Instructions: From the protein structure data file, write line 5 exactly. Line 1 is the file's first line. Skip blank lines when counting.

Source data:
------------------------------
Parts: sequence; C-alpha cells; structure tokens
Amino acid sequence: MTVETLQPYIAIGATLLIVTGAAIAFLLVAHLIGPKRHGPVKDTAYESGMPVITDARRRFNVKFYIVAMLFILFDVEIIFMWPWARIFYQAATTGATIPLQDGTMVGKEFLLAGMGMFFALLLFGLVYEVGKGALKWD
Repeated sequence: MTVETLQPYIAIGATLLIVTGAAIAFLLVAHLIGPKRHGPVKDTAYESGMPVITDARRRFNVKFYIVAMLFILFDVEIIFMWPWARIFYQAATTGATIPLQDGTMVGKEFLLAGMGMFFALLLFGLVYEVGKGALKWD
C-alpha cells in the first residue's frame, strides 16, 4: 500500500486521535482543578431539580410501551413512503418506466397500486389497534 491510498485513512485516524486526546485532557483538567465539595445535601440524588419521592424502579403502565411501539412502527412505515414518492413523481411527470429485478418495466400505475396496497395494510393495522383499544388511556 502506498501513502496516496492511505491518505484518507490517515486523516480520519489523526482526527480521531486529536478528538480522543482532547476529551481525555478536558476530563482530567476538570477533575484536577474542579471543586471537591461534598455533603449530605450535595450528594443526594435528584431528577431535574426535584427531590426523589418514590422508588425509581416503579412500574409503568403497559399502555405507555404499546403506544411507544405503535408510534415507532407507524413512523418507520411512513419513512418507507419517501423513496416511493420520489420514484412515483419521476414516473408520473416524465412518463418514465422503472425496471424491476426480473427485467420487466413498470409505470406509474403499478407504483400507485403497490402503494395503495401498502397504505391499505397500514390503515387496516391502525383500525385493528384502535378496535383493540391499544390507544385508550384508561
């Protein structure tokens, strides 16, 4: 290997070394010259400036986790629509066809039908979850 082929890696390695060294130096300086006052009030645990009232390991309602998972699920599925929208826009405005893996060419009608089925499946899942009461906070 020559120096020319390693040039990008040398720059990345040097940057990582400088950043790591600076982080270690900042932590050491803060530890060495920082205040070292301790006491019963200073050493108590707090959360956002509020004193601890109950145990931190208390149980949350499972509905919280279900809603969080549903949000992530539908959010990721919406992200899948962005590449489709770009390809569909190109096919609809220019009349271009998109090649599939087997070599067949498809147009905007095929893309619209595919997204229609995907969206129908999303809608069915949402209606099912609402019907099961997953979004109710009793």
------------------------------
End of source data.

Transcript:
């Protein structure tokens, strides 16, 4: 290997070394010259400036986790629509066809039908979850 082929890696390695060294130096300086006052009030645990009232390991309602998972699920599925929208826009405005893996060419009608089925499946899942009461906070 020559120096020319390693040039990008040398720059990345040097940057990582400088950043790591600076982080270690900042932590050491803060530890060495920082205040070292301790006491019963200073050493108590707090959360956002509020004193601890109950145990931190208390149980949350499972509905919280279900809603969080549903949000992530539908959010990721919406992200899948962005590449489709770009390809569909190109096919609809220019009349271009998109090649599939087997070599067949498809147009905007095929893309619209595919997204229609995907969206129908999303809608069915949402209606099912609402019907099961997953979004109710009793």